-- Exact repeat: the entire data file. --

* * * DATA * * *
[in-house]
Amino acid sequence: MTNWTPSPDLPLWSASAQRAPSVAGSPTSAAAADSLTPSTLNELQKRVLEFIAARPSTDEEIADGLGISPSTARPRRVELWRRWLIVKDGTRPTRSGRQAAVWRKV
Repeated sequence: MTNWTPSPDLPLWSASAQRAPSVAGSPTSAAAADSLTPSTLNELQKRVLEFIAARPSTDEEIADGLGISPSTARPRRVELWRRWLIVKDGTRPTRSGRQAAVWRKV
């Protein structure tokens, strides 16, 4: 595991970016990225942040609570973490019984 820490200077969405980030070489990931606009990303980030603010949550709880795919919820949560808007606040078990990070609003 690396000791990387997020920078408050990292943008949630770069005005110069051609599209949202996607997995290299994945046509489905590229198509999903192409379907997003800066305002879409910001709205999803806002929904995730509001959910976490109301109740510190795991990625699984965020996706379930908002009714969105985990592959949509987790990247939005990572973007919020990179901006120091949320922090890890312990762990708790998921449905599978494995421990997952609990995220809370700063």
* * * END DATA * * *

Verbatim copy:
[in-house]
Amino acid sequence: MTNWTPSPDLPLWSASAQRAPSVAGSPTSAAAADSLTPSTLNELQKRVLEFIAARPSTDEEIADGLGISPSTARPRRVELWRRWLIVKDGTRPTRSGRQAAVWRKV
Repeated sequence: MTNWTPSPDLPLWSASAQRAPSVAGSPTSAAAADSLTPSTLNELQKRVLEFIAARPSTDEEIADGLGISPSTARPRRVELWRRWLIVKDGTRPTRSGRQAAVWRKV
């Protein structure tokens, strides 16, 4: 595991970016990225942040609570973490019984 820490200077969405980030070489990931606009990303980030603010949550709880795919919820949560808007606040078990990070609003 690396000791990387997020920078408050990292943008949630770069005005110069051609599209949202996607997995290299994945046509489905590229198509999903192409379907997003800066305002879409910001709205999803806002929904995730509001959910976490109301109740510190795991990625699984965020996706379930908002009714969105985990592959949509987790990247939005990572973007919020990179901006120091949320922090890890312990762990708790998921449905599978494995421990997952609990995220809370700063």